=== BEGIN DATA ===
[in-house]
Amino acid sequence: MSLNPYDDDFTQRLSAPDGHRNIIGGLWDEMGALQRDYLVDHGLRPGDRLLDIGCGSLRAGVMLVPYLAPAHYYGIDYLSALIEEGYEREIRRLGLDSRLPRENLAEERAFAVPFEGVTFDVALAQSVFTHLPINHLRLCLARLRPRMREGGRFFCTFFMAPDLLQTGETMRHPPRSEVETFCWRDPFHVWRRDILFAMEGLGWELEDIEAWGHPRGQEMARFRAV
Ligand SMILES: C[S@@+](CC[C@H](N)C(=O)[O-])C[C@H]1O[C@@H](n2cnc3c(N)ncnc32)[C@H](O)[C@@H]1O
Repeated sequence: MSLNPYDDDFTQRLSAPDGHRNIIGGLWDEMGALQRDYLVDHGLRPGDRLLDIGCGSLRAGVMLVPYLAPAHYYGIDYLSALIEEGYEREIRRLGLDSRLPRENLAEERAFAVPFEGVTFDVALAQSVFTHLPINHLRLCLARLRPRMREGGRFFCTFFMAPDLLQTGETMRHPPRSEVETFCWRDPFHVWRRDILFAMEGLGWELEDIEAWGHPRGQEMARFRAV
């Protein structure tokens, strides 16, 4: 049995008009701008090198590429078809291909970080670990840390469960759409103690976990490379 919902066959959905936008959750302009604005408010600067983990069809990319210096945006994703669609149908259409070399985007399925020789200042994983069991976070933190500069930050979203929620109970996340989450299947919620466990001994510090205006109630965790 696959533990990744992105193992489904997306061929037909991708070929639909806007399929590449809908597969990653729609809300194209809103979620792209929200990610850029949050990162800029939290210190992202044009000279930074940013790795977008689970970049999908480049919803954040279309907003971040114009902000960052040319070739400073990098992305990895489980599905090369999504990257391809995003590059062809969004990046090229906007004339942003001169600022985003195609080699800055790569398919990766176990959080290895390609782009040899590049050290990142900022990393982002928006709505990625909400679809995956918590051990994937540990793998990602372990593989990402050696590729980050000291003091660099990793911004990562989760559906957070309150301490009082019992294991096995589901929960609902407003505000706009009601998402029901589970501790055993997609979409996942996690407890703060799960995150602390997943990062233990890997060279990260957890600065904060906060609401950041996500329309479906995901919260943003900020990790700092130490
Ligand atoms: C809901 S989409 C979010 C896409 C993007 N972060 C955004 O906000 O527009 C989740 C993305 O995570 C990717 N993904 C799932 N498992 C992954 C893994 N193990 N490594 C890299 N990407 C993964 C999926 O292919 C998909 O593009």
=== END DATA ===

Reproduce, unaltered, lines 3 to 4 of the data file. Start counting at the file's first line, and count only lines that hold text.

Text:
Ligand SMILES: C[S@@+](CC[C@H](N)C(=O)[O-])C[C@H]1O[C@@H](n2cnc3c(N)ncnc32)[C@H](O)[C@@H]1O
Repeated sequence: MSLNPYDDDFTQRLSAPDGHRNIIGGLWDEMGALQRDYLVDHGLRPGDRLLDIGCGSLRAGVMLVPYLAPAHYYGIDYLSALIEEGYEREIRRLGLDSRLPRENLAEERAFAVPFEGVTFDVALAQSVFTHLPINHLRLCLARLRPRMREGGRFFCTFFMAPDLLQTGETMRHPPRSEVETFCWRDPFHVWRRDILFAMEGLGWELEDIEAWGHPRGQEMARFRAV